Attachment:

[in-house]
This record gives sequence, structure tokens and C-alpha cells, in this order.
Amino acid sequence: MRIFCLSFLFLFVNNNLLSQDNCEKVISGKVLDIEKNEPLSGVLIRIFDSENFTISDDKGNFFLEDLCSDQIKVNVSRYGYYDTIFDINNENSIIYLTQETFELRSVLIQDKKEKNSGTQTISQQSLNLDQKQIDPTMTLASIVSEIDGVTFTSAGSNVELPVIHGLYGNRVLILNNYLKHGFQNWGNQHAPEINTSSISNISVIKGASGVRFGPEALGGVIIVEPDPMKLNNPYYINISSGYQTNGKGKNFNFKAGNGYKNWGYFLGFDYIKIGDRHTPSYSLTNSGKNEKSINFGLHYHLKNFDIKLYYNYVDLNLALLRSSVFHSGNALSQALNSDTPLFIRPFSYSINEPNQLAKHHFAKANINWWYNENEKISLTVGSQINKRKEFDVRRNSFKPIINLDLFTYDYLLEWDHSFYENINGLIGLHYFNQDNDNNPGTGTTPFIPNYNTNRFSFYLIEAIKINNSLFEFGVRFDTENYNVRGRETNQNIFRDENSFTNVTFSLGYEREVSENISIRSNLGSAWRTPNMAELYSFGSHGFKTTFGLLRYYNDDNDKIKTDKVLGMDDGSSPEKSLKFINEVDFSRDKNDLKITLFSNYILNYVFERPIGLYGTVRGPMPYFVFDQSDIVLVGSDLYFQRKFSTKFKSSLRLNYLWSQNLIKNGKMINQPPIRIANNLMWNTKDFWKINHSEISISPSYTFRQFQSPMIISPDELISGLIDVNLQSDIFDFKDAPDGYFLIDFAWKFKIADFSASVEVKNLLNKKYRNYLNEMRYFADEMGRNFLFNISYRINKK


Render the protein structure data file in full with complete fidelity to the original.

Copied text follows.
[in-house]
This record gives sequence, structure tokens and C-alpha cells, in this order.
Amino acid sequence: MRIFCLSFLFLFVNNNLLSQDNCEKVISGKVLDIEKNEPLSGVLIRIFDSENFTISDDKGNFFLEDLCSDQIKVNVSRYGYYDTIFDINNENSIIYLTQETFELRSVLIQDKKEKNSGTQTISQQSLNLDQKQIDPTMTLASIVSEIDGVTFTSAGSNVELPVIHGLYGNRVLILNNYLKHGFQNWGNQHAPEINTSSISNISVIKGASGVRFGPEALGGVIIVEPDPMKLNNPYYINISSGYQTNGKGKNFNFKAGNGYKNWGYFLGFDYIKIGDRHTPSYSLTNSGKNEKSINFGLHYHLKNFDIKLYYNYVDLNLALLRSSVFHSGNALSQALNSDTPLFIRPFSYSINEPNQLAKHHFAKANINWWYNENEKISLTVGSQINKRKEFDVRRNSFKPIINLDLFTYDYLLEWDHSFYENINGLIGLHYFNQDNDNNPGTGTTPFIPNYNTNRFSFYLIEAIKINNSLFEFGVRFDTENYNVRGRETNQNIFRDENSFTNVTFSLGYEREVSENISIRSNLGSAWRTPNMAELYSFGSHGFKTTFGLLRYYNDDNDKIKTDKVLGMDDGSSPEKSLKFINEVDFSRDKNDLKITLFSNYILNYVFERPIGLYGTVRGPMPYFVFDQSDIVLVGSDLYFQRKFSTKFKSSLRLNYLWSQNLIKNGKMINQPPIRIANNLMWNTKDFWKINHSEISISPSYTFRQFQSPMIISPDELISGLIDVNLQSDIFDFKDAPDGYFLIDFAWKFKIADFSASVEVKNLLNKKYRNYLNEMRYFADEMGRNFLFNISYRINKK